The legend of Robin Hood is one of those things that gets recycled over, and over, and over again in our culture. The notion of taking from the rich and giving to the poor is one that most of us enjoy. It also doesn't hurt that he is often portrayed as a handsome rapscallion, who woos the heart of the lovely Maid Marian and has wonderful battles along the way.
In short, the legends have something for everyone. The newest Robin Hood series, entitled simply Robin Hood, premieres its second season on BBC America this Saturday and too, has a little bit of something for everyone.
Featuring Jonas Armstrong as the titular Robin, and Lucy Griffiths as Marian, season two picks up shortly after the end of season one. Guy of Gisbourne (Richard Armitage) is still smarting from Marian jilting him at the altar, and the Sherriff of Nottingham (Keith Allen) has come up with a few more dastardly plans to kill Robin and takeover England.
With the characters firmly established from season one, the first two episodes of the new season do little to reintroduce the main characters, opting instead to jump right back into the action. That action has certainly been ratcheted up a few notches for the new season.
In fact, where most things in the first season, save Robin's marksmanship with a bow, seemed vaguely plausible, the second season opts to go far over the top. The first two episodes show Robin's escapes to be more daring and, frankly, way more complicated than reason and logic would dictate. The Sherriff's plans, traps, and general cruelty have also be made that much more dastardly. He has, the audience learns early on in season two, always been planning on using the huge taxes he levied in season one, to help fund a secret society which plans on killing King Richard should Richard ever return from the Crusades.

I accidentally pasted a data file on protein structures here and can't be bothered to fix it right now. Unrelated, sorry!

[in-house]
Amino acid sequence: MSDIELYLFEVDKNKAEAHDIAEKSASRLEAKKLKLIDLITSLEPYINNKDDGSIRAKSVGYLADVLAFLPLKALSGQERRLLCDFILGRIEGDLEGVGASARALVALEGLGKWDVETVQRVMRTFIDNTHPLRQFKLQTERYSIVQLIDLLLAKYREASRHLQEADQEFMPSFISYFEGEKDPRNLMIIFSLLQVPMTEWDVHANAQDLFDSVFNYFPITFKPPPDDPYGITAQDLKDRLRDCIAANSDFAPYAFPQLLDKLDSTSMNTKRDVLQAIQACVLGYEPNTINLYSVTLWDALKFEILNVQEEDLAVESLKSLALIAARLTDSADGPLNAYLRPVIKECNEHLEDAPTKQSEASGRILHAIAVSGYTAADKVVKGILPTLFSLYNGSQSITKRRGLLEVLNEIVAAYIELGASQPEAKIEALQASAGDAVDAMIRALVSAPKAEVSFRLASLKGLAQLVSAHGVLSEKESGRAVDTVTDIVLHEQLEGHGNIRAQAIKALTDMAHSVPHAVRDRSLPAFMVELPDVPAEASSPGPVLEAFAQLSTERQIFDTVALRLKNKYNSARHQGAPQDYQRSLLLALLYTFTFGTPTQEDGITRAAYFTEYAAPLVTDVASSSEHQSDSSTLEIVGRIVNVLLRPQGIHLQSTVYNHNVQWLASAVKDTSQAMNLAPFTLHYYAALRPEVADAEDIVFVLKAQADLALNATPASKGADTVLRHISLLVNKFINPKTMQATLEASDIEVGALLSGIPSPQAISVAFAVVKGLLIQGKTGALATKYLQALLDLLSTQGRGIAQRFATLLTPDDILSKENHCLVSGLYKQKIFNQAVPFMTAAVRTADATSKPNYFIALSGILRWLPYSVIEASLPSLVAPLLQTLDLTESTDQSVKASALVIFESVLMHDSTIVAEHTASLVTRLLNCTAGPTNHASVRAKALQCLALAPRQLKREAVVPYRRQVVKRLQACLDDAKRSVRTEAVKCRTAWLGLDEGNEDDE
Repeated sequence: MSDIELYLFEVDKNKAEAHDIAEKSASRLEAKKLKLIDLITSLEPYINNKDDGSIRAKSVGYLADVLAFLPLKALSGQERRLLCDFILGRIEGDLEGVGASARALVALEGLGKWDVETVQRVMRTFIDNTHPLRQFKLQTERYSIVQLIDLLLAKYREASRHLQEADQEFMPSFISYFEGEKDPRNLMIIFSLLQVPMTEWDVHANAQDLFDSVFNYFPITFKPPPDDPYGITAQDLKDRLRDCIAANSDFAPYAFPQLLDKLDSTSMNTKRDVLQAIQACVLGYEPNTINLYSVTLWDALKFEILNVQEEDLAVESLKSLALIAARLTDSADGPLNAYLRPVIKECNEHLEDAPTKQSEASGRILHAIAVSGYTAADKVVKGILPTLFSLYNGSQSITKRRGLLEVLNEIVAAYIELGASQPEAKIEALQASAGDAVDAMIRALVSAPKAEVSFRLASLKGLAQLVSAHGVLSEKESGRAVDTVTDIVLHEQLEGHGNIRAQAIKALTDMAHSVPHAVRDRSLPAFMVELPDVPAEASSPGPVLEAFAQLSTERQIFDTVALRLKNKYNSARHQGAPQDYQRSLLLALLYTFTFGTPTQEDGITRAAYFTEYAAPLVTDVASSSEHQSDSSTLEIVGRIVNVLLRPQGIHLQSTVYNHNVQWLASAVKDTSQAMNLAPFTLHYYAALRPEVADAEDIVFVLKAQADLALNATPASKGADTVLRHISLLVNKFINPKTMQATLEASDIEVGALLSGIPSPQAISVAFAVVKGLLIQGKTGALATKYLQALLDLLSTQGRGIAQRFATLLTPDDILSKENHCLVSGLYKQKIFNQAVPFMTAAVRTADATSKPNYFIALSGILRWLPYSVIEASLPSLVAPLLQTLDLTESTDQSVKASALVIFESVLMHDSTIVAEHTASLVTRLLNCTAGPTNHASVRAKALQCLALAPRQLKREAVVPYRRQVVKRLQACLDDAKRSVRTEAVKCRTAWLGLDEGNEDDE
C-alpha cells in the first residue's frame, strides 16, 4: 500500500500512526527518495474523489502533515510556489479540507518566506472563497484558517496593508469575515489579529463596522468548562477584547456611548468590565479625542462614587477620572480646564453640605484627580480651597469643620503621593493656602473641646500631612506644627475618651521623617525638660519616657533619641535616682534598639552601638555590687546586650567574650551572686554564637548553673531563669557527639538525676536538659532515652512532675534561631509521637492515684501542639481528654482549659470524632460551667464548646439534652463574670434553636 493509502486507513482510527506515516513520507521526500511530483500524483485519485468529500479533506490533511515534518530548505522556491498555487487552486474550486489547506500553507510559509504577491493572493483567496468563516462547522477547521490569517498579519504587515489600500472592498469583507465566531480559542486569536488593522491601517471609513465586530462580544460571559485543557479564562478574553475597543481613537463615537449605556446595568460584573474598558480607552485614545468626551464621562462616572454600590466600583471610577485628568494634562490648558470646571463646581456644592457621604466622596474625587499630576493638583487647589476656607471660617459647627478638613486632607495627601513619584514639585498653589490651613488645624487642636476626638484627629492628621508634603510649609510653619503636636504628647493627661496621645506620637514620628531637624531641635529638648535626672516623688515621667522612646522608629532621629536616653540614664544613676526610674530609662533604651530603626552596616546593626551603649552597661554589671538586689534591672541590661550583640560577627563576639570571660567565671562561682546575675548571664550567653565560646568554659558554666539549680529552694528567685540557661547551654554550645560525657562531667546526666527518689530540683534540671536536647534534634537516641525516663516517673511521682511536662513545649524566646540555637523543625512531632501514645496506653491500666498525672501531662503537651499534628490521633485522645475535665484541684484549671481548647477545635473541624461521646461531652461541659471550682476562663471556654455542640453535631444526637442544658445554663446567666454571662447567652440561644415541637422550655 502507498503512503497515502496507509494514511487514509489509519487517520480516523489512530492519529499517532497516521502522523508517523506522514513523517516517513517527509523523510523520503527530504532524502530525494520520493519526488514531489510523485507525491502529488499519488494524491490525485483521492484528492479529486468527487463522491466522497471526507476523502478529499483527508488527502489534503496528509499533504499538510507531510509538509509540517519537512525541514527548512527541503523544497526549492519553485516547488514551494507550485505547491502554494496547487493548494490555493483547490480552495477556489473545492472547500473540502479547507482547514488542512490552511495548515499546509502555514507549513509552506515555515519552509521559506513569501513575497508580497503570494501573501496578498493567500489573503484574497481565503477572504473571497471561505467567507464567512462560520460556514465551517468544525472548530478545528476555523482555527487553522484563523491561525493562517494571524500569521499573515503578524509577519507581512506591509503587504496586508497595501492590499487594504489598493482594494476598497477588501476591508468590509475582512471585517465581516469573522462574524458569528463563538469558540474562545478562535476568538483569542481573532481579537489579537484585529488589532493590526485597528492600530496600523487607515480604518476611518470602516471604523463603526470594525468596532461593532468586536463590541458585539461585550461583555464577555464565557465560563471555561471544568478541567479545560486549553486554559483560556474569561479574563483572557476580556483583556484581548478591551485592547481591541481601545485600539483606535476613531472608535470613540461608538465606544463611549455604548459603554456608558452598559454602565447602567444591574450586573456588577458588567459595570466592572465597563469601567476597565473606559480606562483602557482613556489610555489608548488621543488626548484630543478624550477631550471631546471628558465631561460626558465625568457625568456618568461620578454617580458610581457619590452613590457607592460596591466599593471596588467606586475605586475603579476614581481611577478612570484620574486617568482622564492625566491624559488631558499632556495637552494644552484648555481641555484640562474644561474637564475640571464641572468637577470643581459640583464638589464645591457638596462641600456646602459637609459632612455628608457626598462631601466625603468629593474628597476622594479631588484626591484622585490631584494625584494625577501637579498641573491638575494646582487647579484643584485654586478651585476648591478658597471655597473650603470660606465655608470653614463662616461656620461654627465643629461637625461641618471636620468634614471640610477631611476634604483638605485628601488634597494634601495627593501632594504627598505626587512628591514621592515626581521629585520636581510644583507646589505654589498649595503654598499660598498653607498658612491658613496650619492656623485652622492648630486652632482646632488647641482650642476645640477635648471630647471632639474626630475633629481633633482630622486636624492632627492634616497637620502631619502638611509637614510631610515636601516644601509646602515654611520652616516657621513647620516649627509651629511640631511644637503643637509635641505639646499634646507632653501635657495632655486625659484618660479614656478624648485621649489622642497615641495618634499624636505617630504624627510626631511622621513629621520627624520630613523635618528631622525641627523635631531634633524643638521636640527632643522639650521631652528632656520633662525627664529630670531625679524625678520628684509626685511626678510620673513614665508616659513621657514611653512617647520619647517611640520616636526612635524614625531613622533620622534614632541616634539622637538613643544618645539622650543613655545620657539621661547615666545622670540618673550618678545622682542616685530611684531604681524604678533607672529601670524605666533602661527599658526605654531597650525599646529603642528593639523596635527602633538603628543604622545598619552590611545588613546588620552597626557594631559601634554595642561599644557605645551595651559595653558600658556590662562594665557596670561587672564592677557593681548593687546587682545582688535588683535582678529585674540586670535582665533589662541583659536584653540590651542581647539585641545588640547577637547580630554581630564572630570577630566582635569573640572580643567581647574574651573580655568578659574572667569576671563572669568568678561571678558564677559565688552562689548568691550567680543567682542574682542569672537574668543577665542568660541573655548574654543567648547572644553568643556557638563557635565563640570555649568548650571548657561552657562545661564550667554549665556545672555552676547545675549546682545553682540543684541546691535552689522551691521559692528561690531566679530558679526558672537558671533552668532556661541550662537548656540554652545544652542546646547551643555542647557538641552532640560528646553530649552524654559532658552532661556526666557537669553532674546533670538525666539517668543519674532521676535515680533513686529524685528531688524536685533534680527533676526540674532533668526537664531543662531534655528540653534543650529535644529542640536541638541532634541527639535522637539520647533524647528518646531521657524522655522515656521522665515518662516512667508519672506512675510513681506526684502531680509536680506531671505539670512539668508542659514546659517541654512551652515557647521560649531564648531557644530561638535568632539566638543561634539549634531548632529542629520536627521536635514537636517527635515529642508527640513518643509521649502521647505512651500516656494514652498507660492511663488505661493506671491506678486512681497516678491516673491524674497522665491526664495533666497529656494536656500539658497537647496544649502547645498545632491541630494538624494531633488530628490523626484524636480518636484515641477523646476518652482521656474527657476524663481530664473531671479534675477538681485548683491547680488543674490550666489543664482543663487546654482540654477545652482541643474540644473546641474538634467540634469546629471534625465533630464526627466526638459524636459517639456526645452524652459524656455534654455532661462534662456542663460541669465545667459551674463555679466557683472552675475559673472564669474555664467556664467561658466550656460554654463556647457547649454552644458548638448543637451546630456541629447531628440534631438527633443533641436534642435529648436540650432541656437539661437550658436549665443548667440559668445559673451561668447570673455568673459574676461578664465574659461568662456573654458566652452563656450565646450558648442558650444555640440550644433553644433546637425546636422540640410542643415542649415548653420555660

The first two episodes of the second season show a tendency towards an excess that was not present during the first season. It is as though the creative team was specifically told that everything had to be bigger, better, louder, and more dangerous for the second season.
However, despite pushing the bounds of credibility, the show remains as fun as it was during season one. The themes are still universal, and the added action, provided one can suspend their disbelief upon seeing a huge fiery pit going down multiple stories in the middle of a castle, only adds to it all.
Despite the show doing little in the way of recapping the first season, viewers unfamiliar with the current incarnation have little to fear about being left behind, as most everyone is familiar with the legend and can easily identify Robin as good and the Sherriff as bad. Plus, the creators of the series have made it quite easy to identify the bad guys as they tend to wear, almost exclusively, the color black.
The dynamic between the Sherriff and Robin, one of the strongest elements of the first season, is equally good here. Allen is wonderfully good as the Sherriff, positively oozing evil from all his pores, and steals the vast majority of scenes he is in.
The Robin-Marian story continues apace as well, with the two clearly in love and yet unable to reconcile their various outlaw ways. Armstrong and Griffiths' discussions about the best way to help the country, the people, and each other not only make their interest in one another palpable, but bring up salient points about power, right versus wrong, and gender relations.
It is entirely possible that as the season continues, the show's tendency towards excess will go to far and alienate viewers, such a possibility is definitely hinted at in the first two episodes. However, if the producers manage the right mix of over-the-top action with quieter moments between Robin and Marian and Robin and his men (and woman), all of whom return in top form for this season, the season could be far better than the first one.
Robin Hood's second season premieres on BBC America Saturday, April 26 at 9pm, and fans of the legend or swashbuckling and derring-do would do well to tune in.